Jack Dorsey, the CEO of Twitter, CashApp, and Square, has spent the year spreading the good word Bitcoin to anyone who’ll listen. He thinks the Bitcoin whitepaper is “poetry” and that the coin should be the “native currency of the Internet.” Dorsey traveled to Africa this year, where he saw ample opportunity for Bitcoin.
Dorsey’s payments company, Square, this summer invested $50 million in Bitcoin. The idea, according to an investment whitepaper, was to hold its wealth across different currencies—as well as fulfill a moral imperative. "We view bitcoin as an instrument of global economic empowerment; it is a way for individuals around the world to participate in a global monetary system and secure their own financial future. This investment is an important step in furthering our mission," it said.
Square’s Cash App, along with crypto firm Grayscale, bought up 50% of all new Bitcoin in the first half of this year. Dorsey only set up Square Crypto last March.
5. MicroStrategy's Bitcoin Spending Spree
Michael Saylor, CEO of tech firm MicroStrategy, has relentlessly tweeted about Bitcoin ever since the company invested $450 million in Bitcoin this summer. To Saylor, Bitcoin is simultaneously “a crypto-powered warp drive,” a “swarm of cyber hornets serving the goddess of wisdom,” and an “ark to avoid drowning in the currency flood.” MicroStrategy’s $450 million investment is now worth close to $1 billion. Bovaird considers Saylor’s decision “to be a strong sign of institutional adoption.”
6. Crypto's Celebrity Crush
Where MicroStrategy brought money, others brought fame. Tesla and SpaceX CEO Elon Musk’s tweets about Dogecoin caused its price to soar and Bitcoin fans lapped up Musk’s words when he called crypto “effectively a replacement for cash.”
“It only takes one tweet from Elon Musk simply saying 'bitcoin' for prices to start moving. Combine this with news reports of price action and the topic of crypto is brought to the forefront of people's minds,” Tomer Niv, eToroX’s Business Development Manager, told Decrypt.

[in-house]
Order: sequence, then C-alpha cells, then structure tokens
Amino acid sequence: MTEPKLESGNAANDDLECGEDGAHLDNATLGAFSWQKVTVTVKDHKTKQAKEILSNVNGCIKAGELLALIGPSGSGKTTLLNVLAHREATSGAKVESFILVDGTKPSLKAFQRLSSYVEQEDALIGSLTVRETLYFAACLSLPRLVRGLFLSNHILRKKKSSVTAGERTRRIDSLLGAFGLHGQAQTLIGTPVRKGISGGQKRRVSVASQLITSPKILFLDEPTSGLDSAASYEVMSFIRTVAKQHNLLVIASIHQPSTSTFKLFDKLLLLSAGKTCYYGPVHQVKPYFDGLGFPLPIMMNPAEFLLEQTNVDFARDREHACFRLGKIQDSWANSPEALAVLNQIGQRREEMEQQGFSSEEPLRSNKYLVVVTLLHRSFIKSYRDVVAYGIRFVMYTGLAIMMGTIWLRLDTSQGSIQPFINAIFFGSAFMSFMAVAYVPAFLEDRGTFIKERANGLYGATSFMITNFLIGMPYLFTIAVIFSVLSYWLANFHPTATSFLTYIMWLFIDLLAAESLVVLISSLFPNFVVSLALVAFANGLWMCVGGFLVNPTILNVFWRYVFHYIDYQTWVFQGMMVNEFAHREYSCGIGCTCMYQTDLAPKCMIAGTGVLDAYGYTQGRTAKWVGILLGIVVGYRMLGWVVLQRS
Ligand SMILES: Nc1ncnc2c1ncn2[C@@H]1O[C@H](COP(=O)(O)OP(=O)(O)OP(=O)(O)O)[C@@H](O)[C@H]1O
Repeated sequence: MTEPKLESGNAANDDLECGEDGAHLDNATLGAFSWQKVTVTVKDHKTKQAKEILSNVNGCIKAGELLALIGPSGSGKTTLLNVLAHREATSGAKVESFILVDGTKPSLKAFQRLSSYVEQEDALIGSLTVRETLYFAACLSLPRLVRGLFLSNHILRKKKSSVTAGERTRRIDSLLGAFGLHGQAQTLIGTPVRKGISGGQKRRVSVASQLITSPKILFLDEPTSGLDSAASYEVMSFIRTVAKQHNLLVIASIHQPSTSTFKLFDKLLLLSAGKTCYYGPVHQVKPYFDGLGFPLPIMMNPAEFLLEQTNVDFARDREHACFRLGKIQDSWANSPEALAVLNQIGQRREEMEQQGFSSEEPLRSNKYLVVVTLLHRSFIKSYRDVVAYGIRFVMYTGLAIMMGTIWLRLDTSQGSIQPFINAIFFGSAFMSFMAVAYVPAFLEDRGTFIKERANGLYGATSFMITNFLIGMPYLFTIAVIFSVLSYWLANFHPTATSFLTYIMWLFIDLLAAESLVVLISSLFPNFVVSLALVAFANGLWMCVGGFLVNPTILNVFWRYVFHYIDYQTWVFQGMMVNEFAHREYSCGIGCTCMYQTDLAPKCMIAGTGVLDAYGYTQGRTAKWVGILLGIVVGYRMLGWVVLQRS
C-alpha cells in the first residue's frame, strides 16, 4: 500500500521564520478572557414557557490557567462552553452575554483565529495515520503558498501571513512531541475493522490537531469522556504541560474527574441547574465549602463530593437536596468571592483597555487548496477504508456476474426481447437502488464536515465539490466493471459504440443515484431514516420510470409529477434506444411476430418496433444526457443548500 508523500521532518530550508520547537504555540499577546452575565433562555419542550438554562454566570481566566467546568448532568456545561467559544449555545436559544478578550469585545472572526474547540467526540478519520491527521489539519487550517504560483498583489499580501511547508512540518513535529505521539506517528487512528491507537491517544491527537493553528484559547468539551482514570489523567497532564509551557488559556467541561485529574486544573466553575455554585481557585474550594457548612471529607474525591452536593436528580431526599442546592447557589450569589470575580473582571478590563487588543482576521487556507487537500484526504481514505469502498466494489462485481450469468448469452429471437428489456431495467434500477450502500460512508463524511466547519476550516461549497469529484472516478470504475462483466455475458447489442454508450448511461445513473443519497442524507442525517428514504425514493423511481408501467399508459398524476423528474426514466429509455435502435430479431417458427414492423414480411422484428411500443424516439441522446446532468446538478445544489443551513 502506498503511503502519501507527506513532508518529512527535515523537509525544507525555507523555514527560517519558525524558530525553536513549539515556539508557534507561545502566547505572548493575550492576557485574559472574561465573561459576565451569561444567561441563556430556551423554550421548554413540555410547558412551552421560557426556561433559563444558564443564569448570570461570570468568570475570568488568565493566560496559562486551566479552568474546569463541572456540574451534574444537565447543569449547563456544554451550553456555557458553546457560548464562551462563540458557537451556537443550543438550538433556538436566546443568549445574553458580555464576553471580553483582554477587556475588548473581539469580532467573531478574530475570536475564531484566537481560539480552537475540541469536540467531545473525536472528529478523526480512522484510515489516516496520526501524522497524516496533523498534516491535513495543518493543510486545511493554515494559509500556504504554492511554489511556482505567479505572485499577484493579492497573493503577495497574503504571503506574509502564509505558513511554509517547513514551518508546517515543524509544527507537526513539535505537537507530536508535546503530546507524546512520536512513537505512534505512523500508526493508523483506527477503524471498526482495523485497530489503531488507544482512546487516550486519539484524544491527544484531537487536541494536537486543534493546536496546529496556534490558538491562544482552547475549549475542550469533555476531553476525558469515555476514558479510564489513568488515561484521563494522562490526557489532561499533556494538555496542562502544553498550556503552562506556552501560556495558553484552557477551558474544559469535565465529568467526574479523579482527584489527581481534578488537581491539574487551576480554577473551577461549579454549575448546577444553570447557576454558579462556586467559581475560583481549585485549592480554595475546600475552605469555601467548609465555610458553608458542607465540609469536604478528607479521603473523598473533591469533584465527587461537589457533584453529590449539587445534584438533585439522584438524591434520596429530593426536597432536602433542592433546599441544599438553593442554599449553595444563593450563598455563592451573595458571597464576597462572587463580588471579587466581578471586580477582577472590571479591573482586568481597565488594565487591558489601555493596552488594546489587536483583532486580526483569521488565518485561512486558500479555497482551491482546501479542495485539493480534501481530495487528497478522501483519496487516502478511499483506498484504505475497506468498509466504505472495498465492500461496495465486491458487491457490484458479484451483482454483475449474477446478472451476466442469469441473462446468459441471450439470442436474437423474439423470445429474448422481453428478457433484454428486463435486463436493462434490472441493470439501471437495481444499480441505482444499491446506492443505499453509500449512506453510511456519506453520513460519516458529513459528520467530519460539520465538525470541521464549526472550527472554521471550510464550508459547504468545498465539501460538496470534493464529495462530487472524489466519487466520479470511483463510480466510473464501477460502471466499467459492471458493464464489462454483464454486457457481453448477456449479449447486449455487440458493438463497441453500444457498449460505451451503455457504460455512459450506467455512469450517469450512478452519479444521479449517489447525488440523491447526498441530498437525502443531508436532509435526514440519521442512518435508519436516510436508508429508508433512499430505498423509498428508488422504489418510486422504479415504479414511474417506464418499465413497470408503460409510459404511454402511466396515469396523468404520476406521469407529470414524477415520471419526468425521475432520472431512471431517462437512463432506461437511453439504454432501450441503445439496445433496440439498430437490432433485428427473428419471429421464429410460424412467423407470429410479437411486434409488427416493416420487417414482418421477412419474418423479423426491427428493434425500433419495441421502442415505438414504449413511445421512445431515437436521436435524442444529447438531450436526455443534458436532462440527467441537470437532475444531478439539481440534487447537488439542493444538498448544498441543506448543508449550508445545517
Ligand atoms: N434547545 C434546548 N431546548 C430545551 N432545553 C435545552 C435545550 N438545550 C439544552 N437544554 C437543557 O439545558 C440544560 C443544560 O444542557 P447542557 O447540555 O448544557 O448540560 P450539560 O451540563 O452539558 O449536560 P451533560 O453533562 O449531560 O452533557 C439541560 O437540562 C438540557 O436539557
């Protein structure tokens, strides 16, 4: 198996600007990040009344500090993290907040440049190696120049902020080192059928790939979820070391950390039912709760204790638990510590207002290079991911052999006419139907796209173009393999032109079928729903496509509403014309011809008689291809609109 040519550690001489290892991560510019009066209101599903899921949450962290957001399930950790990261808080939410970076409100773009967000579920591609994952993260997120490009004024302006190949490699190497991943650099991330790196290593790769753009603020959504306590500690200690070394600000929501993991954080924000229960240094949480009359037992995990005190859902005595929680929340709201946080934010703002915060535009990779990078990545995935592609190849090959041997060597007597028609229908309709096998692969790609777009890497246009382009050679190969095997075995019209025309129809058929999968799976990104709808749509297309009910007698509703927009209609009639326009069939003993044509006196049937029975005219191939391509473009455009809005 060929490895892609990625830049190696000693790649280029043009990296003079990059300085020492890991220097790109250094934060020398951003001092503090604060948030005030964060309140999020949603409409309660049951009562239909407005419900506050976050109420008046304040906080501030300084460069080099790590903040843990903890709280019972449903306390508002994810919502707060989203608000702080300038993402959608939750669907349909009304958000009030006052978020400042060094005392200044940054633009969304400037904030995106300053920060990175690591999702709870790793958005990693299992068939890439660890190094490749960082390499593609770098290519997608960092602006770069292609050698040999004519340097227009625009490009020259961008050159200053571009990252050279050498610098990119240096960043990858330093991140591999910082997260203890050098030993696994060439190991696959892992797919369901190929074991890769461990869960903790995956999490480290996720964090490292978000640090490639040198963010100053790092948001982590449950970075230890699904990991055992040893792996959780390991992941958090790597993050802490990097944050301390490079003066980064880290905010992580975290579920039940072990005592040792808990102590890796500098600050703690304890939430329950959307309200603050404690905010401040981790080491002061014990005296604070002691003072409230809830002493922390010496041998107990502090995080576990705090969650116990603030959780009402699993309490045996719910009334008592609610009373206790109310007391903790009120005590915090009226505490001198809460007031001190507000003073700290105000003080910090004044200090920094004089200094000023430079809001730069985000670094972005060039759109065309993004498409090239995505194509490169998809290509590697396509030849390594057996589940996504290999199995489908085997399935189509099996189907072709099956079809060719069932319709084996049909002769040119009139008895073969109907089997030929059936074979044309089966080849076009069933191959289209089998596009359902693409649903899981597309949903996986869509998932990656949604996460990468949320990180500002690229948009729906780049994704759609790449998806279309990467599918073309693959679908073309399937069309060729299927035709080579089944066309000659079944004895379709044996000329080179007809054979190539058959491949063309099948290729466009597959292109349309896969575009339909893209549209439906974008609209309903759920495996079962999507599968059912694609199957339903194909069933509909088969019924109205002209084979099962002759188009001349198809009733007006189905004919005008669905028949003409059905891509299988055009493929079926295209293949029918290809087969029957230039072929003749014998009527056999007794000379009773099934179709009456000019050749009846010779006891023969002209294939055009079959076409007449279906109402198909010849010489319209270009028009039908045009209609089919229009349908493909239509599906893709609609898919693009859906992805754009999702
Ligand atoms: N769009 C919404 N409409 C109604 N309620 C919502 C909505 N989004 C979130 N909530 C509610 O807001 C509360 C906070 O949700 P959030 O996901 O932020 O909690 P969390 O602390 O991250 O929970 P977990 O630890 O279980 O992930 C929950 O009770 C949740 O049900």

JK Rowling further raised Bitcoin’s profile when she asked her millions of followers to explain Bitcoin. It didn’t go well: “Things like this are white noise to me. I cannot and will not ever understand Bitcoin, but I love you for thinking that I can or will,” she tweeted. Still, all publicity is good publicity.
Recently, Game of Thrones star Maisie Williams asked her fans if she should invest in Bitcoin. Sure, over 50%, or half a million people, said she shouldn’t, but at least Bitcoin momentarily breached the consciousness of her 2.4 million followers. In any case: “I bought some anyway,” she tweeted.
7. The (Near) Launch of Ethereum 2.0
Ethereum 2.0, the long-awaited and much-delayed update to the sluggish, expensive, and fit-to-burst blockchain network, Ethereum, is finally on the horizon. This week, investors locked up enough ETH in an ETH 2.0 smart contract to start a several-years-long process to upgrade the network.
The upgrade will shift the consensus mechanism from proof-of-work to a more energy-efficient proof-of-stake, increase the capacity of the network, and make it cheaper to use. If successful, this would resolve a major pain point on the network: transactions on Ethereum reached as high as $14 during the peak of this year’s decentralized finance craze.
Now, what will Santa bring?